The beginnings of Tibetan studies: Denison Ross and Alexander Csoma de Kőrös

This is an article of mine that has just come out:

Imre Galambos. “‘Touched a nation’s heart’: Sir E. Denison Ross and Alexander Csoma de Kőrös.” Journal of the Royal Asiatic Society, Volume 21, No. 3 (July 2011): 361-375.

Read full text here: Csoma de Kőrös.

The papers of Sir Edward Denison Ross (1871–1940) at the Archives of the School of Oriental and African Studies (SOAS) include a series of letters from Hungary, which thank him for his contribution in bringing the world’s attention to Alexander Csoma de Kőrös (1784–1842). Some of these letters were produced collectively by learned societies and signed by dozens of male and female members, but many were also written by ordinary people expressing their admiration for Csoma, the scholar who had walked most of the way from Transylvania to India in search of the roots of the Hungarian language and people. This lively response was a result of a lecture that Ross delivered on 5 January 1910 at the Asiatic Society of Bengal in Calcutta which became a sensation in Hungary in a matter of weeks. This article therefore looks at the phenomenon of how Ross’s purely academic research, to use Albert von Le Coq’s words, “touched a nation’s heart” and earned him a celebrity status in Csoma’s homeland. It is particularly interesting to uncover the motives behind this great publicity and show how it was orchestrated by two young Hungarians in Calcutta for not entirely unselfish purposes.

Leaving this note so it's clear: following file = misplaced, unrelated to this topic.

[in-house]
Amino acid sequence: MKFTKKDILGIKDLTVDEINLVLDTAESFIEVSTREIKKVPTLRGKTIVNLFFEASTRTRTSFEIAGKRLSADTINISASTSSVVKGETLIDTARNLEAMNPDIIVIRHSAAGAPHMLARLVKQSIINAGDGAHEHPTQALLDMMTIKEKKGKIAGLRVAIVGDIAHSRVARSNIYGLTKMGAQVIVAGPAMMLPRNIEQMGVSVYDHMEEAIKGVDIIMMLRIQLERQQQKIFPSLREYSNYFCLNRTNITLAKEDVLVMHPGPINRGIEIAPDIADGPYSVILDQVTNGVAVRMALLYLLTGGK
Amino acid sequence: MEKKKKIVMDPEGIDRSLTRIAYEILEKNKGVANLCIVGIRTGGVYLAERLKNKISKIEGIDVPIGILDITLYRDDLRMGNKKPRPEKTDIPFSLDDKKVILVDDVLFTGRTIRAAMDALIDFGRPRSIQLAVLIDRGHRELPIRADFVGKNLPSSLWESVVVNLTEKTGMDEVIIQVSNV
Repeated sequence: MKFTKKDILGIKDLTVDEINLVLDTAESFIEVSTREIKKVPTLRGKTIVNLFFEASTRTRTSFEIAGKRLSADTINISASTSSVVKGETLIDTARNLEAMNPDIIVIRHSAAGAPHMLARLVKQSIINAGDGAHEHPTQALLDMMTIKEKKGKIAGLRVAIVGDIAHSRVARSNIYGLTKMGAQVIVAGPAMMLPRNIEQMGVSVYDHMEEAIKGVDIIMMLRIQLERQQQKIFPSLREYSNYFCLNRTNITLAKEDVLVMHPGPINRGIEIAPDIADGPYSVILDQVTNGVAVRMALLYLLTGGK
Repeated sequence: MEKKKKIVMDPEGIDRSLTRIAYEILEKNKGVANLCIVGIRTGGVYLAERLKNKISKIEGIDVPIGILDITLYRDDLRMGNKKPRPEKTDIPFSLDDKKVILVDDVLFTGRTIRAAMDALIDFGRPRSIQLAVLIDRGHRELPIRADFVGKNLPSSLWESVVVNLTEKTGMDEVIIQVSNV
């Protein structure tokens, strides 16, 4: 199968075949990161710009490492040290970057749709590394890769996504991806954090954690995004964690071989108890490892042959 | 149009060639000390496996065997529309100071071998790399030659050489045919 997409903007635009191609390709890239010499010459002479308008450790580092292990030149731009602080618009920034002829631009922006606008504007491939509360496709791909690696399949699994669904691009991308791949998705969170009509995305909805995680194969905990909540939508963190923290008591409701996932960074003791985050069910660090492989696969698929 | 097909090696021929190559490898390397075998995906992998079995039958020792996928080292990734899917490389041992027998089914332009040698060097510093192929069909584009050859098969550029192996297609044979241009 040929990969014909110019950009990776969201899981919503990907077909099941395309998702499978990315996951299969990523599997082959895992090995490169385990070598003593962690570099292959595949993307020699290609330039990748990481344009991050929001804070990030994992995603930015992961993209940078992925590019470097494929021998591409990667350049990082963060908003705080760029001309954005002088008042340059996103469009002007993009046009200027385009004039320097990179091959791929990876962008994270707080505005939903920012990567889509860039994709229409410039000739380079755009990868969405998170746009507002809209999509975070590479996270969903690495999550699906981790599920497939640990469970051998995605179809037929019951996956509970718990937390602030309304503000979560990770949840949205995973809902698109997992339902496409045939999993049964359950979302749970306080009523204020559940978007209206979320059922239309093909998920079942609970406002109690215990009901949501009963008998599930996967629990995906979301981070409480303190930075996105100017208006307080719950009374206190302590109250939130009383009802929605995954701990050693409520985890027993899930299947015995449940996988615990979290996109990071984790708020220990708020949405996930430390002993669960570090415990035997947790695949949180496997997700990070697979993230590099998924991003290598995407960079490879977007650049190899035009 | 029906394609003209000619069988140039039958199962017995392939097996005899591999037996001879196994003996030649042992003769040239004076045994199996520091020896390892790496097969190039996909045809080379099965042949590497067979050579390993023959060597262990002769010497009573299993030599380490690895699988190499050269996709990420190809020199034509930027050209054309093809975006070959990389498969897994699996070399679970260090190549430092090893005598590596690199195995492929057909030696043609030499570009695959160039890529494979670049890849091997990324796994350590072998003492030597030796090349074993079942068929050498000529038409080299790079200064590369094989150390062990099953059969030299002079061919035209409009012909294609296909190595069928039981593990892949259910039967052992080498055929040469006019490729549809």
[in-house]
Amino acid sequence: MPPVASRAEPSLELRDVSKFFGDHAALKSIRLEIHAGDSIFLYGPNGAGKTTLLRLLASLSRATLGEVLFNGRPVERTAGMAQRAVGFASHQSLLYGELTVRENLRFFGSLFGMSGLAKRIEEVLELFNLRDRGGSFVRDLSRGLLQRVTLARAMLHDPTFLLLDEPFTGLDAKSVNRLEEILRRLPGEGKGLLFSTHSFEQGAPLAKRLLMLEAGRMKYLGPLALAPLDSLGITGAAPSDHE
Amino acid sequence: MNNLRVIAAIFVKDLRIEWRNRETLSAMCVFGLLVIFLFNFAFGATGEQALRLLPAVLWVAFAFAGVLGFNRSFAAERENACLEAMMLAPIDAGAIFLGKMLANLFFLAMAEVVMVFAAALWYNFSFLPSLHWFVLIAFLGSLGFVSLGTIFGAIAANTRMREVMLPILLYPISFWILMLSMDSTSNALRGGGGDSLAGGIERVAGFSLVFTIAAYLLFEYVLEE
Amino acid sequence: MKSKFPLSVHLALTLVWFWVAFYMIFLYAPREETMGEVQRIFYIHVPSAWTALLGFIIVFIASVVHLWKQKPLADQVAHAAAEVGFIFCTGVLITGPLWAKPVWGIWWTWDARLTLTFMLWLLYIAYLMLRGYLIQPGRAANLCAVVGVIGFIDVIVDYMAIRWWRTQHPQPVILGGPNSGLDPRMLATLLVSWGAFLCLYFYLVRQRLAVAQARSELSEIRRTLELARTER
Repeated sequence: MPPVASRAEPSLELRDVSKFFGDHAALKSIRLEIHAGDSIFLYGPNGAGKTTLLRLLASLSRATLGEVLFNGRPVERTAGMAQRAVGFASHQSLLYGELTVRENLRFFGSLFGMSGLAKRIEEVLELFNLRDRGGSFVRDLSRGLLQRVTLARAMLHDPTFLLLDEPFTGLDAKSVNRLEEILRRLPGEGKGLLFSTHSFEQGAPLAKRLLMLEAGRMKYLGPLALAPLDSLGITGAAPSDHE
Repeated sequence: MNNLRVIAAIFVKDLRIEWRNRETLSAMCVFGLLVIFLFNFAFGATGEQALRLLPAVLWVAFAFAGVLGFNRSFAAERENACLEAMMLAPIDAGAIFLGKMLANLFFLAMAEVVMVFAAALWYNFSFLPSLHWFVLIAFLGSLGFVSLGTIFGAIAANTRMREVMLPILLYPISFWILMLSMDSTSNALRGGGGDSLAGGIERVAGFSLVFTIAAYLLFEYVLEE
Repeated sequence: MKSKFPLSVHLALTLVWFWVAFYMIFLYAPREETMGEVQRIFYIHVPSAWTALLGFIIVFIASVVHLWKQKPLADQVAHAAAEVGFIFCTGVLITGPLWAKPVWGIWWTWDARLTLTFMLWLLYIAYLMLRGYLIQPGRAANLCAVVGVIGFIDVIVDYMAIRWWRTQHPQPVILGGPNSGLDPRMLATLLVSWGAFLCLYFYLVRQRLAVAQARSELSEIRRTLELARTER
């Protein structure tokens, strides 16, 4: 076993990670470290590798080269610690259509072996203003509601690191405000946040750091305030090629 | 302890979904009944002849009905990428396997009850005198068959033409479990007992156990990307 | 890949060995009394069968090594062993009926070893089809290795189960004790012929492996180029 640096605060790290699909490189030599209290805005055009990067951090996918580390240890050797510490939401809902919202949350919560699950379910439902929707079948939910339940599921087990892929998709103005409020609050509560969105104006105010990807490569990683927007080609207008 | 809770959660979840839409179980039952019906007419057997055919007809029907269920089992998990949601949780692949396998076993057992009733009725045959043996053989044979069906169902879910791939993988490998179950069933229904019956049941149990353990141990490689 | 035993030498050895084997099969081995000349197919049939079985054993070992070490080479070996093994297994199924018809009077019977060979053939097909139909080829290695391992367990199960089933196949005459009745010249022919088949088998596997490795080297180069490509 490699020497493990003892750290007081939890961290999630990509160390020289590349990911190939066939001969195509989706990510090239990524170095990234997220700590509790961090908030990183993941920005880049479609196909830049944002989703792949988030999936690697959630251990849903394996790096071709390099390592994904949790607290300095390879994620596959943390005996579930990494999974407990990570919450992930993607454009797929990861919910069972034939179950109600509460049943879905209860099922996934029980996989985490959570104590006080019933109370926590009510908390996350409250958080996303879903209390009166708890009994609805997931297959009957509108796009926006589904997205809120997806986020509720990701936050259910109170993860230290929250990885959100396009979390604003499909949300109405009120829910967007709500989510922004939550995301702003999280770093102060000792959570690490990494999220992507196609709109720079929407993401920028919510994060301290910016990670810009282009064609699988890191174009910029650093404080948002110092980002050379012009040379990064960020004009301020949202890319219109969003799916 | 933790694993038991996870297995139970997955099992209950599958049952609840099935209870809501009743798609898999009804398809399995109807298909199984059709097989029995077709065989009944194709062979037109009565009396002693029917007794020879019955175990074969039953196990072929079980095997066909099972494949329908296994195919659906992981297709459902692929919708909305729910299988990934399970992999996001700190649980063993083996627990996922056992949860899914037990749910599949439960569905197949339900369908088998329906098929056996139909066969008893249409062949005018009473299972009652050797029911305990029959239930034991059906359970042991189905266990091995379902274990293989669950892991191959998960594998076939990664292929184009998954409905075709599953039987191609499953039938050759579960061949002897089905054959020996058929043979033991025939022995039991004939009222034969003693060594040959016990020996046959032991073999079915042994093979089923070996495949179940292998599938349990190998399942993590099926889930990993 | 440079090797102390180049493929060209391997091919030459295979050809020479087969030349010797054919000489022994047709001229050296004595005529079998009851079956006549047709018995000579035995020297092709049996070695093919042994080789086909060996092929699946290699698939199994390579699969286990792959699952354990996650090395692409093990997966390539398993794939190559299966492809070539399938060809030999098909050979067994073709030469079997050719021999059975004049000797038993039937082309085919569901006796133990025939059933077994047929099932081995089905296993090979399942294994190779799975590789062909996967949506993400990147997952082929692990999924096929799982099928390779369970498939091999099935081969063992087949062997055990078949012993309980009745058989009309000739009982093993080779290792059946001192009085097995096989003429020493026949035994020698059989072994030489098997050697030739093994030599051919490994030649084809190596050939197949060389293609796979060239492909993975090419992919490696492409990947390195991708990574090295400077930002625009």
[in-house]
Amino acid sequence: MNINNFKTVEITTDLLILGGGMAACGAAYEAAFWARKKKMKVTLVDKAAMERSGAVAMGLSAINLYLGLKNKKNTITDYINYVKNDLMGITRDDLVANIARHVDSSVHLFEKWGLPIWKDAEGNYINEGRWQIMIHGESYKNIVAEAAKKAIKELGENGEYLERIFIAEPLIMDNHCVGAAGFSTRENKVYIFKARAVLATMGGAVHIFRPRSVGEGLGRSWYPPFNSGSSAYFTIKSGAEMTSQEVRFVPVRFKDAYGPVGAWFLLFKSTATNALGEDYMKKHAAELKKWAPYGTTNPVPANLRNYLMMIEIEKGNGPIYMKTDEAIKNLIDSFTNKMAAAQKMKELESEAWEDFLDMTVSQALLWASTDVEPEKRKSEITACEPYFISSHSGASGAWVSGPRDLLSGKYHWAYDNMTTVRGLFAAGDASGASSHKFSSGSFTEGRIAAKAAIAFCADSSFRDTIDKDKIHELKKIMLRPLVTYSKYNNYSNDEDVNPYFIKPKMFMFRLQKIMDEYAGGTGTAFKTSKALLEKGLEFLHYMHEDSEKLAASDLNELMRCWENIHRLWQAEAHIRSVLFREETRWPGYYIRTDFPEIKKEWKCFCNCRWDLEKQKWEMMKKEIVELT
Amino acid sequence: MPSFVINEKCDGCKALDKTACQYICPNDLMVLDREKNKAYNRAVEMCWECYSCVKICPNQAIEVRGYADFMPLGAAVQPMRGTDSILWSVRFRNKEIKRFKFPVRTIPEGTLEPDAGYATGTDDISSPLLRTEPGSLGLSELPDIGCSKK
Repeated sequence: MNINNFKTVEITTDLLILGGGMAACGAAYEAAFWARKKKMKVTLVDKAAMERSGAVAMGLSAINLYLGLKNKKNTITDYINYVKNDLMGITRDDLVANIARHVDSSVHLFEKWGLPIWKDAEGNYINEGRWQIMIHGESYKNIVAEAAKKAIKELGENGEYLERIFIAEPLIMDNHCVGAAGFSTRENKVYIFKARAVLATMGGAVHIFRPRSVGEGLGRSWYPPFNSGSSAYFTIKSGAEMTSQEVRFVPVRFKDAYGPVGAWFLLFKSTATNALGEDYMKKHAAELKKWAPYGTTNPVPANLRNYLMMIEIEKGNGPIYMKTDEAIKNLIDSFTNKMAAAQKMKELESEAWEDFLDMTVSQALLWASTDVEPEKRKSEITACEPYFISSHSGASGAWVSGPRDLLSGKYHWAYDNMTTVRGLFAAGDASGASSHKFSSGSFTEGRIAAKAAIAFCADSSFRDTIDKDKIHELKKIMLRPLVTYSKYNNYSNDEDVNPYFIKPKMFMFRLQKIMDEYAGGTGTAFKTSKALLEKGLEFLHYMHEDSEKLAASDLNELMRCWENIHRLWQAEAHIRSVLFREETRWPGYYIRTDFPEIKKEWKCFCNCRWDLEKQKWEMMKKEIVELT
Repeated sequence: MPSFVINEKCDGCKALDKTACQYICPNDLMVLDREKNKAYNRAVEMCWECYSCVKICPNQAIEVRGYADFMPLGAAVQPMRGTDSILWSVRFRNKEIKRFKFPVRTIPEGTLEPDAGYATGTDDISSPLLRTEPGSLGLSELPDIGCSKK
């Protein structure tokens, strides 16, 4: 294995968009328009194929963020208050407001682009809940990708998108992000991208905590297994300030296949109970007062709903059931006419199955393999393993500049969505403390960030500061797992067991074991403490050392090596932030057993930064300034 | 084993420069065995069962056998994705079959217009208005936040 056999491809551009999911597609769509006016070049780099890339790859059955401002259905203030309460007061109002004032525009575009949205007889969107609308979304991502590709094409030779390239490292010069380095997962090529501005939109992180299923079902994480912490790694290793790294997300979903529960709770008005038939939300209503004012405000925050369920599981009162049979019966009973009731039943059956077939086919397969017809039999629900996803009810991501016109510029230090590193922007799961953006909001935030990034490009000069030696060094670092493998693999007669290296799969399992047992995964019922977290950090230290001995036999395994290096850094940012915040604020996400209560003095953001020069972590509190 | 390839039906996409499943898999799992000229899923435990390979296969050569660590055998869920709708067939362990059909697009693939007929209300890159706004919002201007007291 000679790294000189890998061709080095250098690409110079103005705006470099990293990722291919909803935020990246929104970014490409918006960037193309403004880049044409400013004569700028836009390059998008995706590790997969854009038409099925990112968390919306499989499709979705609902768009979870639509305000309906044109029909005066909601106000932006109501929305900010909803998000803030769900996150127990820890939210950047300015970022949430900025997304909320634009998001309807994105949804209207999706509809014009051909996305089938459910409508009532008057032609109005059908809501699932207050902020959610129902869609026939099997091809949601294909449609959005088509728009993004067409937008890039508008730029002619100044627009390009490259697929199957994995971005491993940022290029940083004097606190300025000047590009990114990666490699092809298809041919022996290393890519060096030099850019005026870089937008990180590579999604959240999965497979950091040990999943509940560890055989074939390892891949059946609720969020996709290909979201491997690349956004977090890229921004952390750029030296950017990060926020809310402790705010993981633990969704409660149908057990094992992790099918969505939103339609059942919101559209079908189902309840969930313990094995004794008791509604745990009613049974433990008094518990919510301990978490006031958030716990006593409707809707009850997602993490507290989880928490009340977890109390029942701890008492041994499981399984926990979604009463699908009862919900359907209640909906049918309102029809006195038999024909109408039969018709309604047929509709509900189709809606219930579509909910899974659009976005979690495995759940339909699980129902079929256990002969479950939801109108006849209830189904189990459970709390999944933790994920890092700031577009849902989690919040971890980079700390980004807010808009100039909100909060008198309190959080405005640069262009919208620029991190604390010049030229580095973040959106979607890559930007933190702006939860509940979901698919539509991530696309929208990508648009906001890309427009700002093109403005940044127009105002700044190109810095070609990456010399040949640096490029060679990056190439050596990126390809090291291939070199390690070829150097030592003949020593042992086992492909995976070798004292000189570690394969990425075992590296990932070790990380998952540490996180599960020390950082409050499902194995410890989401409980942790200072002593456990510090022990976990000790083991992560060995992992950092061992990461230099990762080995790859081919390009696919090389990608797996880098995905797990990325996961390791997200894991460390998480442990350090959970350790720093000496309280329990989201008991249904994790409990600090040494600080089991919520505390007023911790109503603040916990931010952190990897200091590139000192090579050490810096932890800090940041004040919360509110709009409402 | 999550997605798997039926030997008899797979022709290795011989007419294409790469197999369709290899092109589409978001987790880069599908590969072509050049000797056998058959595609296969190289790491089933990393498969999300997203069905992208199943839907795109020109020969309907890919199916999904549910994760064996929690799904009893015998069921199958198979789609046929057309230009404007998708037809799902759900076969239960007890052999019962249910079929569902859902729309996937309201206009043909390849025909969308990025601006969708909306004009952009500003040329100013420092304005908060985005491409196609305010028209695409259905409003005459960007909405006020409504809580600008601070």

Read full text here: Csoma de Kőrös.

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